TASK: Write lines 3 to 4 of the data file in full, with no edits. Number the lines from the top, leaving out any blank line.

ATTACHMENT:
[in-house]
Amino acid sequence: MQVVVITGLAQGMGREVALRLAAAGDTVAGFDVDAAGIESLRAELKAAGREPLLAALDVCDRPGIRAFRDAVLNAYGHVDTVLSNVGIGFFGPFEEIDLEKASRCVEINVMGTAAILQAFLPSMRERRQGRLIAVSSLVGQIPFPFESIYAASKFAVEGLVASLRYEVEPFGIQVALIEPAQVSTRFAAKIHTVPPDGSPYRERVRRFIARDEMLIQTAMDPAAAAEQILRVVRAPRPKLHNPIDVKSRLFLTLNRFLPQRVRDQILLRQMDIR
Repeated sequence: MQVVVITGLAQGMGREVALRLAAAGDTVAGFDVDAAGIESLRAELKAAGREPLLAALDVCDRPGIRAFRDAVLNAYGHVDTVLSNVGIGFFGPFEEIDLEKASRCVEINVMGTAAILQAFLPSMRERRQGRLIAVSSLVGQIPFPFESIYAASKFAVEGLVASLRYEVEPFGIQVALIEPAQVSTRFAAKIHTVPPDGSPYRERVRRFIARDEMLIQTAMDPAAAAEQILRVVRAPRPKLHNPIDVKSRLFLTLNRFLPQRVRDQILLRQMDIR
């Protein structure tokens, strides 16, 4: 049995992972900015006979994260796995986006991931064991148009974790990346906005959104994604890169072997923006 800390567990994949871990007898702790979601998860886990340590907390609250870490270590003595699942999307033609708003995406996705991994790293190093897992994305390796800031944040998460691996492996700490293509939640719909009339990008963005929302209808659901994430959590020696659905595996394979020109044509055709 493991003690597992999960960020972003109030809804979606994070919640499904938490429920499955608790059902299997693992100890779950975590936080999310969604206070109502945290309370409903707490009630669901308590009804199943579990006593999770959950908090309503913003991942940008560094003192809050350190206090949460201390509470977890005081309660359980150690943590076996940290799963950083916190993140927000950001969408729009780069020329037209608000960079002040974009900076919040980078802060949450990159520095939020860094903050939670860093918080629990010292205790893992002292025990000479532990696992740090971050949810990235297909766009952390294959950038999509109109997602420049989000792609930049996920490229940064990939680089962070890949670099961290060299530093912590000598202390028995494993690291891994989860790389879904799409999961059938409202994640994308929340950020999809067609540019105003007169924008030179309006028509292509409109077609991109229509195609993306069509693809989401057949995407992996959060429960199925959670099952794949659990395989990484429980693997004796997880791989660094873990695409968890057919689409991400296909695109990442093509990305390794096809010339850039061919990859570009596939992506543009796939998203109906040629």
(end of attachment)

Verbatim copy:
Repeated sequence: MQVVVITGLAQGMGREVALRLAAAGDTVAGFDVDAAGIESLRAELKAAGREPLLAALDVCDRPGIRAFRDAVLNAYGHVDTVLSNVGIGFFGPFEEIDLEKASRCVEINVMGTAAILQAFLPSMRERRQGRLIAVSSLVGQIPFPFESIYAASKFAVEGLVASLRYEVEPFGIQVALIEPAQVSTRFAAKIHTVPPDGSPYRERVRRFIARDEMLIQTAMDPAAAAEQILRVVRAPRPKLHNPIDVKSRLFLTLNRFLPQRVRDQILLRQMDIR
């Protein structure tokens, strides 16, 4: 049995992972900015006979994260796995986006991931064991148009974790990346906005959104994604890169072997923006 800390567990994949871990007898702790979601998860886990340590907390609250870490270590003595699942999307033609708003995406996705991994790293190093897992994305390796800031944040998460691996492996700490293509939640719909009339990008963005929302209808659901994430959590020696659905595996394979020109044509055709 493991003690597992999960960020972003109030809804979606994070919640499904938490429920499955608790059902299997693992100890779950975590936080999310969604206070109502945290309370409903707490009630669901308590009804199943579990006593999770959950908090309503913003991942940008560094003192809050350190206090949460201390509470977890005081309660359980150690943590076996940290799963950083916190993140927000950001969408729009780069020329037209608000960079002040974009900076919040980078802060949450990159520095939020860094903050939670860093918080629990010292205790893992002292025990000479532990696992740090971050949810990235297909766009952390294959950038999509109109997602420049989000792609930049996920490229940064990939680089962070890949670099961290060299530093912590000598202390028995494993690291891994989860790389879904799409999961059938409202994640994308929340950020999809067609540019105003007169924008030179309006028509292509409109077609991109229509195609993306069509693809989401057949995407992996959060429960199925959670099952794949659990395989990484429980693997004796997880791989660094873990695409968890057919689409991400296909695109990442093509990305390794096809010339850039061919990859570009596939992506543009796939998203109906040629």